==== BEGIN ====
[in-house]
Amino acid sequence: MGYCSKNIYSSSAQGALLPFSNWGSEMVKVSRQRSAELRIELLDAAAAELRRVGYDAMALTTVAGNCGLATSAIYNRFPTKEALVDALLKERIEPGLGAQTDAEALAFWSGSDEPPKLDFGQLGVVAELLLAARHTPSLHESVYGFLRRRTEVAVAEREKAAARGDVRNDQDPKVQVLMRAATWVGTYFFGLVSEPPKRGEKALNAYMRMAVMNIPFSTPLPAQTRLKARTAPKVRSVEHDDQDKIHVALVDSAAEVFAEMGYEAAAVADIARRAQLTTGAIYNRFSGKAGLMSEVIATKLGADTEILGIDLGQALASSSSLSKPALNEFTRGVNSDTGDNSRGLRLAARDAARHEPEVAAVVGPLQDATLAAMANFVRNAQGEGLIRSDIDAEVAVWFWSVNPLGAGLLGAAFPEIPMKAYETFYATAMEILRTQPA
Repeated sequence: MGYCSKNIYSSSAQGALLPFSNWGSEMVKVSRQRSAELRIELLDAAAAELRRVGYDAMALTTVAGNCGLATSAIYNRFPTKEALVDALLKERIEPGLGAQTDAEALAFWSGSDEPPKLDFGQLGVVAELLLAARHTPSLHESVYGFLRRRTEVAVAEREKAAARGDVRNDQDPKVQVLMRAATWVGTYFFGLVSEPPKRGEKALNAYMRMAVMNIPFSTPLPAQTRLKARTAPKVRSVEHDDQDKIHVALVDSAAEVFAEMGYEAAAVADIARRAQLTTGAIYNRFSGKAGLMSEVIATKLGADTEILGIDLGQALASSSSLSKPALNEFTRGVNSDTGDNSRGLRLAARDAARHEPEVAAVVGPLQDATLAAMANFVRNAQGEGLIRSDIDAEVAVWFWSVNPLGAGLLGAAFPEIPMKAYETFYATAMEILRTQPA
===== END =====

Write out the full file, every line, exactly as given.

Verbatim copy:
[in-house]
Amino acid sequence: MGYCSKNIYSSSAQGALLPFSNWGSEMVKVSRQRSAELRIELLDAAAAELRRVGYDAMALTTVAGNCGLATSAIYNRFPTKEALVDALLKERIEPGLGAQTDAEALAFWSGSDEPPKLDFGQLGVVAELLLAARHTPSLHESVYGFLRRRTEVAVAEREKAAARGDVRNDQDPKVQVLMRAATWVGTYFFGLVSEPPKRGEKALNAYMRMAVMNIPFSTPLPAQTRLKARTAPKVRSVEHDDQDKIHVALVDSAAEVFAEMGYEAAAVADIARRAQLTTGAIYNRFSGKAGLMSEVIATKLGADTEILGIDLGQALASSSSLSKPALNEFTRGVNSDTGDNSRGLRLAARDAARHEPEVAAVVGPLQDATLAAMANFVRNAQGEGLIRSDIDAEVAVWFWSVNPLGAGLLGAAFPEIPMKAYETFYATAMEILRTQPA
Repeated sequence: MGYCSKNIYSSSAQGALLPFSNWGSEMVKVSRQRSAELRIELLDAAAAELRRVGYDAMALTTVAGNCGLATSAIYNRFPTKEALVDALLKERIEPGLGAQTDAEALAFWSGSDEPPKLDFGQLGVVAELLLAARHTPSLHESVYGFLRRRTEVAVAEREKAAARGDVRNDQDPKVQVLMRAATWVGTYFFGLVSEPPKRGEKALNAYMRMAVMNIPFSTPLPAQTRLKARTAPKVRSVEHDDQDKIHVALVDSAAEVFAEMGYEAAAVADIARRAQLTTGAIYNRFSGKAGLMSEVIATKLGADTEILGIDLGQALASSSSLSKPALNEFTRGVNSDTGDNSRGLRLAARDAARHEPEVAAVVGPLQDATLAAMANFVRNAQGEGLIRSDIDAEVAVWFWSVNPLGAGLLGAAFPEIPMKAYETFYATAMEILRTQPA